Can an employer hold a check?

UPDATED: Oct 1, 2022

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Can an employer hold a check?

My boyfriend is in jail but signed a notarized
paper giving me financial responsibilities. His
employer is holding his check saying he owed
him money but his employer doesnt have
record of how much he owes or what for. What
steps do I need to take to get his employer to
release his check for the amount he has

Asked on November 2, 2017 under Employment Labor Law, Arizona


SJZ, Member, New York Bar / FreeAdvice Contributing Attorney

Answered 5 years ago | Contributor

A "notarized paper giving [you] financial responsibilities" does not actually give you any legal rights or authority, unless it was not just notarized but also was signed in the presence of at least one witness who was not the notary (or relative of, employee, partner or associate of, the notary) and who also signed the document: without that additional witness, the paper fails to qualify as a power of attorney and so does not convey any power.
Even if it was witnessed and signed properly, you are not (we presume) an attorney, and so you cannot directly represent your boyfriend in court; only lawyers can represent other people in court. (A power of attorney can give you the power to *hire* the lawyer, but you'd still need the attorney for court.) Unfortunately, if they won't voluntarily pay, the only way to force them to pay is by suing; only a successful lawsuit forces someone to pay one when they don't want to. Since you'd need a lawyer, even in small claims court, assume you will (broadly speaking) have to pay $500 - $1,000 in your state for the case; it may not be economically worthwhile to take legal action.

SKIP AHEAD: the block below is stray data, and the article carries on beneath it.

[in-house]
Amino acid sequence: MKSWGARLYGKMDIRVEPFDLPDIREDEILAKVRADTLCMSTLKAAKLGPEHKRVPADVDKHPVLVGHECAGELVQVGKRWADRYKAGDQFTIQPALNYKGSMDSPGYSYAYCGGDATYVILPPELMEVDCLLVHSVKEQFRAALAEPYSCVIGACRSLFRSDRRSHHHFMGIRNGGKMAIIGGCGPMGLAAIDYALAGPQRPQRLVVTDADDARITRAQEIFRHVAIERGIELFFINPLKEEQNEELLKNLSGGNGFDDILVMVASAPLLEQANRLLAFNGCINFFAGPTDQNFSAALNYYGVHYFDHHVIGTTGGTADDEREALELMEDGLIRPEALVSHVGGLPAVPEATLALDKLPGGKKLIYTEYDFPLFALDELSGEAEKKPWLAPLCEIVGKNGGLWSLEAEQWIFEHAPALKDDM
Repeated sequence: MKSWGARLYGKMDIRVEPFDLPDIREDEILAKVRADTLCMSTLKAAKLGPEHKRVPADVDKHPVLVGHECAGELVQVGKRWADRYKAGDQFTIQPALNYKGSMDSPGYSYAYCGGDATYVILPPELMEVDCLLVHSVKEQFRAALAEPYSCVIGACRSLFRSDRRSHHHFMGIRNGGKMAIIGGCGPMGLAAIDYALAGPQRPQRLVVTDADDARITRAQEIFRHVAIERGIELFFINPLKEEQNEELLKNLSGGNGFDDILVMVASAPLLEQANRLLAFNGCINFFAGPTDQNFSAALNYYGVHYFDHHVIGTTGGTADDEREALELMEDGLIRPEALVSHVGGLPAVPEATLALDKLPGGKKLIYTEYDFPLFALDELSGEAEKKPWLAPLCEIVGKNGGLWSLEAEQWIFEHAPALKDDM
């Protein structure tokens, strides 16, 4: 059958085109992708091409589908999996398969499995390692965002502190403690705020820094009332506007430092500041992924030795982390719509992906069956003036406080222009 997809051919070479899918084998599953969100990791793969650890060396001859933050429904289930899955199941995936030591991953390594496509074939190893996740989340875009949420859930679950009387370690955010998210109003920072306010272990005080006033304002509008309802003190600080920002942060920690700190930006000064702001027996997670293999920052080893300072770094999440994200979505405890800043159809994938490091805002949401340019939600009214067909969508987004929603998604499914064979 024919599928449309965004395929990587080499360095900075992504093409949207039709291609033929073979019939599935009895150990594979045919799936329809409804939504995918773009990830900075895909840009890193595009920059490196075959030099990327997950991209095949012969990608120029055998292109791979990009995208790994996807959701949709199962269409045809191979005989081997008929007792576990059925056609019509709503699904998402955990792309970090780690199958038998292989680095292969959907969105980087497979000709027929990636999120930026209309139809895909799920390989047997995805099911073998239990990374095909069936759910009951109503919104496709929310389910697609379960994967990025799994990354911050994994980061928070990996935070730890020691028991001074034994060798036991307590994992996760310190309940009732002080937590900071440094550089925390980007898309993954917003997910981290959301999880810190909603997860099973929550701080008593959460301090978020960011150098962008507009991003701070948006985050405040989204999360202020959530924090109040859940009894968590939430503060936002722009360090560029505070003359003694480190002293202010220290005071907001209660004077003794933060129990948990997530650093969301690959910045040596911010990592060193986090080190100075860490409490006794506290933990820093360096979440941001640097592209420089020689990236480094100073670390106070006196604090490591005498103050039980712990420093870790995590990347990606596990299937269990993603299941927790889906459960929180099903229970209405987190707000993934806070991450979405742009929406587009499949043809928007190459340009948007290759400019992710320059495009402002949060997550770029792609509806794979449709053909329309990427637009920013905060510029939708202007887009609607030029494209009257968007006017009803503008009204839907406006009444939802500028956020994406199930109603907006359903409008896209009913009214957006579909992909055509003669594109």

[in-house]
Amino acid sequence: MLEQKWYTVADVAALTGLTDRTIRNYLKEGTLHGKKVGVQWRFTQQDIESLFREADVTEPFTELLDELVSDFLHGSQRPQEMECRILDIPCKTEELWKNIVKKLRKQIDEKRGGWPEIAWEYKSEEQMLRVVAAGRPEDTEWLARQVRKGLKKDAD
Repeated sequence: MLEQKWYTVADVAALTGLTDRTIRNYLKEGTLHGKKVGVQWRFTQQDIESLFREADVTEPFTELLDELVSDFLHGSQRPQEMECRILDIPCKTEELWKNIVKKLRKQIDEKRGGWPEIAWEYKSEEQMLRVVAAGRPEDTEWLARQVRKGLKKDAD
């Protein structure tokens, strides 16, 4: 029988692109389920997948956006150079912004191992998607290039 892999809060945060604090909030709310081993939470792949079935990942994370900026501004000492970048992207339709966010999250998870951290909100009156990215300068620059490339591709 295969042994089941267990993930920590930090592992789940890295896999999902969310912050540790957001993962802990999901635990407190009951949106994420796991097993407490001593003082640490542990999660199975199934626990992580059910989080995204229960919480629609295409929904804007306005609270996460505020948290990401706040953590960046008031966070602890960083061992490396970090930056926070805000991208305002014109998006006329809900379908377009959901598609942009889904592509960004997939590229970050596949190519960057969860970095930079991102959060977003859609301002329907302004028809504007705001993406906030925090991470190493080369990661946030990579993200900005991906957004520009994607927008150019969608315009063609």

IMPORTANT NOTICE: The Answer(s) provided above are for general information only. The attorney providing the answer was not serving as the attorney for the person submitting the question or in any attorney-client relationship with such person. Laws may vary from state to state, and sometimes change. Tiny variations in the facts, or a fact not set forth in a question, often can change a legal outcome or an attorney's conclusion. Although has verified the attorney was admitted to practice law in at least one jurisdiction, he or she may not be authorized to practice law in the jurisdiction referred to in the question, nor is he or she necessarily experienced in the area of the law involved. Unlike the information in the Answer(s) above, upon which you should NOT rely, for personal advice you can rely upon we suggest you retain an attorney to represent you.

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